Group therapy is a form of psychotherapy that has proven to be just as, or more effective even than individual psychotherapy for multiple psychological issues. Group therapy is a complex and multifaceted experience that must be directed and coordinated by experienced therapists.
Therapy groups are mixed, open-flow and long-lasting. They are coordinated by one or two regular therapists and have a set duration (90′ or 120′) and weekly appointment. They are based on a systemic approach with an emphasis on the primacy of family relationships.
The therapy group is a safe space where people with different backgrounds, stories and reasons for seeking help benefit from interacting with each other and begin relating to people in their lives outside the group in a way that is satisfying and fulfilling to them.
Inside the group, all members have the right to speak about any issue that troubles them, to whatever length and extent they wish. It is beneficial to all members and their development to share with the group thoughts and feelings that emerge during sessions but avoid giving criticism or direct advice to fellow members. One of the fundamental processes of group therapy is sharing, commenting on and analyzing what is happening in the moment, in the “here and now” of the group. Members reflect on the narratives of fellow members and benefit from the process of the group, even when they are not themselves talking about a personal issue.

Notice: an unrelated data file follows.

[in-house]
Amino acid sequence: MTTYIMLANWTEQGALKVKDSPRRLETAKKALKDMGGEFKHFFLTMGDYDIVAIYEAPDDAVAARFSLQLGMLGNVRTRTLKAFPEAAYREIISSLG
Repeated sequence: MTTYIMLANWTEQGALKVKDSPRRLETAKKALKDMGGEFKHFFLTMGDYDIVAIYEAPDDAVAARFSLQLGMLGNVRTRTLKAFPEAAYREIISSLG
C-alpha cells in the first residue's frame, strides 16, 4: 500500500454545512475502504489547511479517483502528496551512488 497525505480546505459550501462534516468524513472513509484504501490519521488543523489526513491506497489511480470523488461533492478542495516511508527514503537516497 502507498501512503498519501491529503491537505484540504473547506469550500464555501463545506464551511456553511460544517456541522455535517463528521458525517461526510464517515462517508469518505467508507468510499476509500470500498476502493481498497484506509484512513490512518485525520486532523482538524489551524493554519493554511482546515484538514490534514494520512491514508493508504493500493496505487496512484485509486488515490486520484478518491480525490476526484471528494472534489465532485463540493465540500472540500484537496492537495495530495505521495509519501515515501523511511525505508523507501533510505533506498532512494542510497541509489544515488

The principle of confidentiality is fundamental to the functioning of the group. Therapists abide by the rules and codes of ethics that apply to individual counseling and psychotherapy. Group members are expected to refrain from sharing personal information with people outside the group or among them outside of sessions. If they want to share something about the group with their friends or relatives, they should do so in a way that does not in any way endanger every member’s right to confidentiality.
The therapy group is not a place for forging social and friendly relationships. It is not beneficial for members to maintain relationships outside the group. In case this does occur, members should bring the issue to the group for discussion. Sexual relationships between members of the same therapy group are not permitted.
Before joining a therapy group a member first has a series of individual sessions with the therapist, in order for a strong therapeutic alliance to form and for the therapist to formulate an accurate picture of the client.